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Section 179 Tax Rebate Information

If you don't already know about IRS Section 179 tax deductions, here's why you should:

Thanks to IRS Section 179 of the IRS tax code, many small businesses that invest in new equipment, including qualifying vehicles, will be able to write-off up to $500,000 of these purchases on their 2018 IRS tax returns.¹ Normally, businesses spread these deductions over several years. But now, with tax benefits provided under IRS Section 179, many small businesses can write-off up to the entire purchase cost of one or more qualifying new Ford trucks or vans. Again, that’s up to $500,000 worth, all in the first year they are placed in service.


Is there a catch?1,2

The qualifying vehicle must be purchased and placed into service between January 1, 2018 and December 31, 2018. It must be used at least 50% for business, based on mileage, in the first year it is placed in service. So if you choose to use it for both personal and business purposes, the cost eligible for the deduction would be the percentage used for business. Please note that all businesses that purchase and/or finance less than $2,000,000 in business equipment during tax year 2018 should qualify for the Section 179 Deduction.

For the 2018 tax year, the qualifying vehicle must be purchased and placed into service by December 31, 2018.

Have a Question?

Contact us for more information regarding the Section 179 tax rebate.
Commercial Sales: (623) 842-8787
Fleet Sales: (800) 729-2602

Section 179 FAQ

Curious about what Section 179 means for your business? We have answers!

What is Section 179?

Section 179 is an IRS tax code that allows businesses to deduct the full price of equipment from their income for any equipment or software purchased during the previous tax year. This tax code was created to encourage American small businesses to invest in and grow their business.

How do you write off the cost of equipment?

Some businesses are able to write off the full purchase cost of the equipment or software, while others may write off the depreciation rate. For example, if a machine is purchased for $50,000, the business may choose to write off $10,000 each year instead of all at once.


Can I write off equipment and software I have leased?

Yes. If you have leased something that qualifies for a Section 179 deduction within the past tax year, you could write off the cost on your business’s taxes.


How much can I save on my taxes?

That depends on the cost of the equipment you leased or purchased and how much. There is, however, a Section 179 calculator available online which has been optimized for the current year.


What qualifies as the most recent tax year?

Any equipment leased or purchased before December 31, 2018, qualifies for the 2018 tax year and can be written off on your fourth quarter taxes.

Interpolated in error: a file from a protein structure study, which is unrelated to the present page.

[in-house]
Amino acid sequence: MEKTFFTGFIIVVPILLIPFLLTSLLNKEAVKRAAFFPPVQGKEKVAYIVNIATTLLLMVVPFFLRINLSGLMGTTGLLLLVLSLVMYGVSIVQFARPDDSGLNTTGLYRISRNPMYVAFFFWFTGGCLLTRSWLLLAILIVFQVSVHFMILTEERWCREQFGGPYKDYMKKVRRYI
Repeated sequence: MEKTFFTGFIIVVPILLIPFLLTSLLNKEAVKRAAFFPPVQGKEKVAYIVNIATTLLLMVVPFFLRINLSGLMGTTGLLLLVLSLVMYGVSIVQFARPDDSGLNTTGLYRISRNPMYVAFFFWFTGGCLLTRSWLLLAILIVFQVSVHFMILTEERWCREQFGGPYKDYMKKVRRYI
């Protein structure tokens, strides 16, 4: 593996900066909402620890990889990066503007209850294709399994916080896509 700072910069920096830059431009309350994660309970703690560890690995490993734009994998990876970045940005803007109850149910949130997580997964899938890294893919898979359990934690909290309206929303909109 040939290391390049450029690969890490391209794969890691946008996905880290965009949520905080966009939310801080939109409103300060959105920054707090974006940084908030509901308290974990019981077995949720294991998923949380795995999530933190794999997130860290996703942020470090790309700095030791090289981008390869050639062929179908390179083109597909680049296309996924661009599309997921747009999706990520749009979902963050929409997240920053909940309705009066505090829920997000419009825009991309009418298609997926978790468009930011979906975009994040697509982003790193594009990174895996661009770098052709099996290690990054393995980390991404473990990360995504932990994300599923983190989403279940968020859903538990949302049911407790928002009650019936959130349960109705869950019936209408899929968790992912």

The information supplied here is provided by your local Ford Dealer as a public service to its customers. It should not be construed as tax advice or as a promise of potential tax savings or reduced tax liability. Individual tax situations may vary.  Federal rules and tax guidelines are subject to change. For more information about the Section 179 expense write-off or other business vehicle expense write-offs, you should consult your tax advisor for complete rules applicable to your transaction and visit the Internal Revenue Website at or the Section 179 Website at 1.This analysis applies only to vehicles placed in service in the United States after December 31, 2016 and by December 31, 2017 with no written binding contract for acquisition in effect before January 1, 2017. The aggregate deduction of $500,000 under Internal Revenue Code Section 179 is most beneficial to small businesses that place in service less than $2,000,000 of “Section 179 property” during the year (vehicles and other business property). 2.IRC Section 280F(d)(7(B) requires that the limitation under IRC Section 280F(a)(1) be adjusted annually, based on the CPI automobile component for October of the preceding year. The IRS officially announced the Section 280F depreciation limits in Revenue Procedure 2016-23. The passenger automobile limitation is $11,060, the trucks/vans under 6,000 lbs. limitation is $11,160. SUVs over 6,000 pounds GVWR are limited to a deduction of $25,000 under Section 179(b)(5) with the remaining basis in the vehicle depreciated under normal MACRS methods. The expensing restrictions under Section 280F do not apply to vehicles that are considered to be “qualified non-personal use vehicles” (QNUVs). A QNUV is generally a vehicle that, by virtue of its nature or design, is not likely to be used more than a de minimis amount for personal purposes. For more information, see Income Tax Reg., Sec. 1.280F-6(c)(3)(iii), Income Tax Reg. Sec. 1.274-5T(k), and Revenue Ruling 86-97, and contact your tax advisor for details. Consult your tax advisor as to the proper tax treatment of all business-vehicle purchases.
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